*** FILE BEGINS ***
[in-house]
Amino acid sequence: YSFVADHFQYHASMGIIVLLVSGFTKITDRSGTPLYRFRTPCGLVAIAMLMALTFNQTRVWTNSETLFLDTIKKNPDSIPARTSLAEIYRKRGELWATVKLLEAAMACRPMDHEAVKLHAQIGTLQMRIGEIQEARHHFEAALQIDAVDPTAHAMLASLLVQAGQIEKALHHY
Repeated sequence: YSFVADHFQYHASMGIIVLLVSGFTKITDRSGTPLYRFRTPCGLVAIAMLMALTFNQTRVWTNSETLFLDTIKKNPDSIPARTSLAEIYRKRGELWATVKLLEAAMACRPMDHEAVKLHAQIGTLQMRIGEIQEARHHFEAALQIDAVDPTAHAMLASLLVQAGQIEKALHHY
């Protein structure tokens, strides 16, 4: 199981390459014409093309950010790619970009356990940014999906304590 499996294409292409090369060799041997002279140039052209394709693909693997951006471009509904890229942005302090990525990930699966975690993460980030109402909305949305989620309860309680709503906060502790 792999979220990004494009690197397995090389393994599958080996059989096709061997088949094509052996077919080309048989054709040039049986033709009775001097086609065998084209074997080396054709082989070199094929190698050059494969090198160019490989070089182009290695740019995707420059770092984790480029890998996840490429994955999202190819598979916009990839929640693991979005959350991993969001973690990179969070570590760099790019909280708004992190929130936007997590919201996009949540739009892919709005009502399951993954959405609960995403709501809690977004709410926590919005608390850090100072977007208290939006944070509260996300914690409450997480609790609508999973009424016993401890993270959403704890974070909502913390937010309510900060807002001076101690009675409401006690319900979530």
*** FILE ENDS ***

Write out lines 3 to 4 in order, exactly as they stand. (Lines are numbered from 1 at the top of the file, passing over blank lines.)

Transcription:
Repeated sequence: YSFVADHFQYHASMGIIVLLVSGFTKITDRSGTPLYRFRTPCGLVAIAMLMALTFNQTRVWTNSETLFLDTIKKNPDSIPARTSLAEIYRKRGELWATVKLLEAAMACRPMDHEAVKLHAQIGTLQMRIGEIQEARHHFEAALQIDAVDPTAHAMLASLLVQAGQIEKALHHY
């Protein structure tokens, strides 16, 4: 199981390459014409093309950010790619970009356990940014999906304590 499996294409292409090369060799041997002279140039052209394709693909693997951006471009509904890229942005302090990525990930699966975690993460980030109402909305949305989620309860309680709503906060502790 792999979220990004494009690197397995090389393994599958080996059989096709061997088949094509052996077919080309048989054709040039049986033709009775001097086609065998084209074997080396054709082989070199094929190698050059494969090198160019490989070089182009290695740019995707420059770092984790480029890998996840490429994955999202190819598979916009990839929640693991979005959350991993969001973690990179969070570590760099790019909280708004992190929130936007997590919201996009949540739009892919709005009502399951993954959405609960995403709501809690977004709410926590919005608390850090100072977007208290939006944070509260996300914690409450997480609790609508999973009424016993401890993270959403704890974070909502913390937010309510900060807002001076101690009675409401006690319900979530």